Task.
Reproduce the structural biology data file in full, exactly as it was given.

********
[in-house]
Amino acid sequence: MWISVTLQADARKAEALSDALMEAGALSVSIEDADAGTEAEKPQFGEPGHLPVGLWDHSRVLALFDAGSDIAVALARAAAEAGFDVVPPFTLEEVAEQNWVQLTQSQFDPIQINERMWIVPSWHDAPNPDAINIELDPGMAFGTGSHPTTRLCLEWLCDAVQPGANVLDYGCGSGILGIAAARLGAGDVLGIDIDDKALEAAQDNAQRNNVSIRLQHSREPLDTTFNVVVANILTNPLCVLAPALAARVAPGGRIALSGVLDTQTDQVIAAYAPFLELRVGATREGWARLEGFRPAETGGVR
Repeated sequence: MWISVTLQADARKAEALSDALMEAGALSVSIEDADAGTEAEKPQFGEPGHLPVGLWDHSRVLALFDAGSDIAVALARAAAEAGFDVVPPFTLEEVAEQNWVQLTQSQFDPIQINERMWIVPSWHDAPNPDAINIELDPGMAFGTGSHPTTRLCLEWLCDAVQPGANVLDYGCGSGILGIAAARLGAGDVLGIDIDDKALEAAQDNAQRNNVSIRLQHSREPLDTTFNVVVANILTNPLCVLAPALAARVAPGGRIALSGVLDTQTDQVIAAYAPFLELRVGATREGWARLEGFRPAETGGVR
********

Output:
[in-house]
Amino acid sequence: MWISVTLQADARKAEALSDALMEAGALSVSIEDADAGTEAEKPQFGEPGHLPVGLWDHSRVLALFDAGSDIAVALARAAAEAGFDVVPPFTLEEVAEQNWVQLTQSQFDPIQINERMWIVPSWHDAPNPDAINIELDPGMAFGTGSHPTTRLCLEWLCDAVQPGANVLDYGCGSGILGIAAARLGAGDVLGIDIDDKALEAAQDNAQRNNVSIRLQHSREPLDTTFNVVVANILTNPLCVLAPALAARVAPGGRIALSGVLDTQTDQVIAAYAPFLELRVGATREGWARLEGFRPAETGGVR
Repeated sequence: MWISVTLQADARKAEALSDALMEAGALSVSIEDADAGTEAEKPQFGEPGHLPVGLWDHSRVLALFDAGSDIAVALARAAAEAGFDVVPPFTLEEVAEQNWVQLTQSQFDPIQINERMWIVPSWHDAPNPDAINIELDPGMAFGTGSHPTTRLCLEWLCDAVQPGANVLDYGCGSGILGIAAARLGAGDVLGIDIDDKALEAAQDNAQRNNVSIRLQHSREPLDTTFNVVVANILTNPLCVLAPALAARVAPGGRIALSGVLDTQTDQVIAAYAPFLELRVGATREGWARLEGFRPAETGGVR